But now the man who ended up serving as defense secretary under both presidents says that an Obama administration didn't really deliver any change at all on military and anti-terror issues.
"I think on a lot of the big issues there was a lot of continuity," said Robert Gates, the recently retired Pentagon chief who was in Philadelphia yesterday to receive the 2011 Liberty Medal from the National Constitution Center.
Gates noted that Obama has actually been more aggressive than Bush in firing missiles from unmanned drones - waging a type of warfare that has killed some al Qaeda leaders but also scores of innocent Afghan civilians.
On counterterrorism, Gates said: "I think that President Obama has been more aggressive than President Bush, particularly in the use of drones. Clearly on the legal side there are some differences in terms of rules involving detainees and interrogations and so on, but in terms of the military and military strategy, I think there has been continuity."
And Obama has kept in place a system of indefinite detention for some terrorism suspects. But Gates noted that Obama has tried to close the Guantanamo prison camp on the tip of Cuba but that he's been stymied by lawmakers.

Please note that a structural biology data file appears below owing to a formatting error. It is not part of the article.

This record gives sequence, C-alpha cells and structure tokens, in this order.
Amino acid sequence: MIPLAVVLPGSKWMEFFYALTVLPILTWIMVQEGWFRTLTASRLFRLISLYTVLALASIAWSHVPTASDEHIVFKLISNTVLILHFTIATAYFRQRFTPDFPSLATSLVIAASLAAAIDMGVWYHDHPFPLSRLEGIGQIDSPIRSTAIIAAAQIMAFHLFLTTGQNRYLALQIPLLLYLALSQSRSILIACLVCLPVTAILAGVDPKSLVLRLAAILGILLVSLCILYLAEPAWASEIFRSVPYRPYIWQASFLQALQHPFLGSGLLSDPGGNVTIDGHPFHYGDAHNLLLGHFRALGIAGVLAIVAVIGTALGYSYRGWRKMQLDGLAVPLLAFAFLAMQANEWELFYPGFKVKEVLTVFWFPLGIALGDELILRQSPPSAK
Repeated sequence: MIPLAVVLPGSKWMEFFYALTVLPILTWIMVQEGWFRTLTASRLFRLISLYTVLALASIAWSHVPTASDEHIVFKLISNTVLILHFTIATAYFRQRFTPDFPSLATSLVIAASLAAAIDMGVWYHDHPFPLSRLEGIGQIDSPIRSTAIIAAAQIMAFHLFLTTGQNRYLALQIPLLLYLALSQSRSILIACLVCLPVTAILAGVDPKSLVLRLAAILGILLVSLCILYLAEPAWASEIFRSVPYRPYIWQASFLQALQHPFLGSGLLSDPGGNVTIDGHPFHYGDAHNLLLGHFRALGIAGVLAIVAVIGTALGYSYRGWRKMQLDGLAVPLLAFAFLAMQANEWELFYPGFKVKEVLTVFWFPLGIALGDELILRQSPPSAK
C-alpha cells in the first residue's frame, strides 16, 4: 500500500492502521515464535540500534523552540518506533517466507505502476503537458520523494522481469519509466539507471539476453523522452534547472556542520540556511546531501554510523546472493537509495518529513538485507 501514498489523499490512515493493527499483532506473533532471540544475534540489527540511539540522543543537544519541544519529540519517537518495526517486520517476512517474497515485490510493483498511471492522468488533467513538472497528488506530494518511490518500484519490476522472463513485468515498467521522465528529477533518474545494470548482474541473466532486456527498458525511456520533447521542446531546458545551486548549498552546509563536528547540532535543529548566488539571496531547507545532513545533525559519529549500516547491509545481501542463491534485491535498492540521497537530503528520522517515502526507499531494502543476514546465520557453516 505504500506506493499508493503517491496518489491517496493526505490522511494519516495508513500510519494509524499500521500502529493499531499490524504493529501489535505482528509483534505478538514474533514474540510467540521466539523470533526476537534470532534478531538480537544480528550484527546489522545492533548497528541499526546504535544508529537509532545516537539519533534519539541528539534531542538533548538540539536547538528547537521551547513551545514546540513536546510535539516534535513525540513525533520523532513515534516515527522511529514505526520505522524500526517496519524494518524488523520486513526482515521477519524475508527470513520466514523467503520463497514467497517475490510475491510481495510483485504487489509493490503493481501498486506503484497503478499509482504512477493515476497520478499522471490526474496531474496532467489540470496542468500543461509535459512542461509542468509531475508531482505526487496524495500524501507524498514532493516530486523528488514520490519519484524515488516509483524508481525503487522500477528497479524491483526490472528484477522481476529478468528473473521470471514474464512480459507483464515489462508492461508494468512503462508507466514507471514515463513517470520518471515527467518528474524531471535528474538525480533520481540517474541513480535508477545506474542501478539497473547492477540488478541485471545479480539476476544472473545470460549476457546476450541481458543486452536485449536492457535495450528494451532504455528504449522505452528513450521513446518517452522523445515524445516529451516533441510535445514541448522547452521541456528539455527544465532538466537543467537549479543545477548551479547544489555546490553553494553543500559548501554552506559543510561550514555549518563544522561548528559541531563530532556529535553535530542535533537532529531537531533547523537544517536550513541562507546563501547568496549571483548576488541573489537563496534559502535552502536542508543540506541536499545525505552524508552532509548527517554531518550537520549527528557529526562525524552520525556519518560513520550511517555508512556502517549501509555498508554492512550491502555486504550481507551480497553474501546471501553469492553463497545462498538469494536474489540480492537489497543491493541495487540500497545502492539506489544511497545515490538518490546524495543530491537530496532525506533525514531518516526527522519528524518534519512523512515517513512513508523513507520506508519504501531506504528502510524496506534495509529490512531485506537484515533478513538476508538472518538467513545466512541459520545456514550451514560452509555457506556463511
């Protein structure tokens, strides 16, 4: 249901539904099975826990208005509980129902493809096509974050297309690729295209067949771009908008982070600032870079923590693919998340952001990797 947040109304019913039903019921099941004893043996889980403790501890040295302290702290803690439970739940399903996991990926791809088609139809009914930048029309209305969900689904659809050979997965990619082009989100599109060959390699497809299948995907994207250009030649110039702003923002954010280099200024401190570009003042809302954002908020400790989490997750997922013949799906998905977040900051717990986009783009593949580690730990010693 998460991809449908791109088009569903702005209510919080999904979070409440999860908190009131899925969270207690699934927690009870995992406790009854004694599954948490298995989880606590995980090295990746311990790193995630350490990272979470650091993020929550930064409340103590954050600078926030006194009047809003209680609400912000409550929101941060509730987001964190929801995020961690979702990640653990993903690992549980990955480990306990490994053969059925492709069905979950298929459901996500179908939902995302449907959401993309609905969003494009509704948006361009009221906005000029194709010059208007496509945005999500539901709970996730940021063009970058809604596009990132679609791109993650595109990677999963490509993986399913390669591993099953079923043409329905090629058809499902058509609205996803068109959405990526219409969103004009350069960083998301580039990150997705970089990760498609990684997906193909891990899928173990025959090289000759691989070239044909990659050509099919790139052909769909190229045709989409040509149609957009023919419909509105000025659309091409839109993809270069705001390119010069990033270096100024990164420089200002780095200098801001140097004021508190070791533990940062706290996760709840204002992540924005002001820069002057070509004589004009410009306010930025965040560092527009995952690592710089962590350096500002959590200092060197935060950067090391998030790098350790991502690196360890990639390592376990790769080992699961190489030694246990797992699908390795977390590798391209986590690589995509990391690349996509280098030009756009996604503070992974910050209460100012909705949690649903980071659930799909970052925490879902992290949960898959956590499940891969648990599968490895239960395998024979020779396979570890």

Will Gitmo close any time soon? "Given the current state of affairs in Congress," Gates replied, "probably not."
Gates, 67, who stepped aside this summer for current Defense Secretary Leon Panetta, ran the Pentagon for the last two years of the Bush administration and the first 2 1/2 years of Obama's presidency.
In announcing their selection this summer of Gates, who presided over wars in Iraq and Afghanistan, Constitution Center officials said he earned the Liberty Medal - which has gone to six Nobel Peace Prize winners in the past - for his role in "defending freedom."
In a brief speech last night, Gates - also ex-head of the CIA - played upon his service for presidents in both parties to plead for more compromise and bipartisanship in Washington.
Gates told a celebrity-studded audience that because of polarizing trends, "we have lost the ability to execute even the most basic functions of government, adding: "I am more concerned than I have ever been about the state of American governance."
He blamed that on three things: gerrymandering of congressional districts in a way that leads to the election of extremist Democrats and Republicans; a loss of political consensus of the kind that allowed presidents of both parties to win the Cold War; and a wide-open media that "has fueled the coarsening and dumbing-down of the national political dialogue."